Stocks are careening lower in the first serious selloff since January in response to a stronger-than-expected February jobs report.
This is causing consternation among bullish investors since it greatly increases the odds that the Federal Reserve will soon remove the "patient" language from its March 18 policy statement and raises interest rates for the first time since 2006 at its June meeting.
The Dow Jones industrial average fell 279 points, or 1.5 percent, to close at 17,857. The S&P 500 fell 30 points, or 1.4 percent, to finish at 2,071, while the Nasdaq Composite lost 55 points to 4,927.
Given how dependent the market has become on the Fed's cheap money, this type of response is to be expected. The end of Fed bond-buying programs in 2010 and 2011 resulted in large selloffs. The third and final round of "quantitative easing," as the stimulus program was called, ended late last year, and we've yet to see a market drop of similar magnitude.
Now, the end of the bond buying will be mixed with an outright increase in the cost of money as the Fed prepares to start its first tightening cycle since 2004.
In other assets, the action is clearly in anticipation of a rate hike, pushing down crude and precious metals. Treasury bond prices are weakening, driving the 10-year yield up to 2.25 percent. The Fed fund futures market is beginning to price in a real possibility of higher interest rates starting this summer, which is a change.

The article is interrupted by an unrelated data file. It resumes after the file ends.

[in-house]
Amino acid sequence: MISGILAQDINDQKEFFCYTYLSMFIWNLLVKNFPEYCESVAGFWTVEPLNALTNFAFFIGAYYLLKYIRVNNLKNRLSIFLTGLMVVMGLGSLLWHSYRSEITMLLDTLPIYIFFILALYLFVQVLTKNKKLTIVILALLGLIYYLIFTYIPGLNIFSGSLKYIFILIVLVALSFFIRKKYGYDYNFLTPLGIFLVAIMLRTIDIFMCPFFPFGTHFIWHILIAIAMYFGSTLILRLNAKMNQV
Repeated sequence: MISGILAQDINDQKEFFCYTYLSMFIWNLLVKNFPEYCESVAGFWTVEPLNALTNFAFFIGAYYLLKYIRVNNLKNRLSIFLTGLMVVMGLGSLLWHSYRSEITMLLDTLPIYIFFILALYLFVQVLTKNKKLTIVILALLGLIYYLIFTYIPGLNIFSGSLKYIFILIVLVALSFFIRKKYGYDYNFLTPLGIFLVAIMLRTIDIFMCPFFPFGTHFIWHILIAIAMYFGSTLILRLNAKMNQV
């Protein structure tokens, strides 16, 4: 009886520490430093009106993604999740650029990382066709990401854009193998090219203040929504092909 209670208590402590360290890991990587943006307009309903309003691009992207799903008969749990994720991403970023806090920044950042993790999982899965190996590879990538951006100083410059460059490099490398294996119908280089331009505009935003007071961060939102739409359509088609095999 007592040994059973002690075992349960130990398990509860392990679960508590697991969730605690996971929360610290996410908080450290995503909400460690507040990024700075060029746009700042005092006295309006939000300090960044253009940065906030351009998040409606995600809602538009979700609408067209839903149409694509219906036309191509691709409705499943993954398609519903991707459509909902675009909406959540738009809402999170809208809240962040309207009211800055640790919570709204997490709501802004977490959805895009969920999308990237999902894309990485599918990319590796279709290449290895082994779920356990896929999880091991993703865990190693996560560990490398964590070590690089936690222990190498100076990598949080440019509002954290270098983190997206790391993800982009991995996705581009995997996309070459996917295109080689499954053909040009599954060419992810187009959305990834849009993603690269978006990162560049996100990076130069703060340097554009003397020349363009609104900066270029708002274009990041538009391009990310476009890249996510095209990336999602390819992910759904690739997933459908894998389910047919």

Remember that a divergence has been in play between the market (predicting only one rate hike late this year) and Fed officials (a total of four 0.25 percent hikes starting mid-year). I've been saying for months that the divergence would soon be resolved, with one side being proved wrong. It looks like markets are now being forced to adopt the Fed's more hawkish outlook.
That's because the unemployment rate fell to 5.5 percent in February, which is at the upper end of the Fed's central tendency estimate for full employment. Payrolls expanded 295,000 vs. the 235,000 estimate. And average hourly earnings increased 0.1 percent month-over-month, a slight slowdown from January. On an annual rate, wages are growing at a 2 percent rate (slightly below the 2.2 percent rate expected).
Goldman Sachs is looking for action at the September meeting, but admits that June could be the first "live" meeting should the "patient" language get dropped later this month. Blackrock is looking for action in June or September. And JPMorgan economists believe the removal of the patient language this month is a "near-certainty" and that the case for a June liftoff has been reinforced.
With sentiment recently broaching extremes -- Nasdaq 5,000 and all that noise -- a fear-inducing decline could be in order to reset expectations and bring some balance back into measures of optimism and pessimism.
At the least, a test of the S&P 500's 200-day moving average at 2,000 should be expected. That would be worth a 3.6 percent decline from here.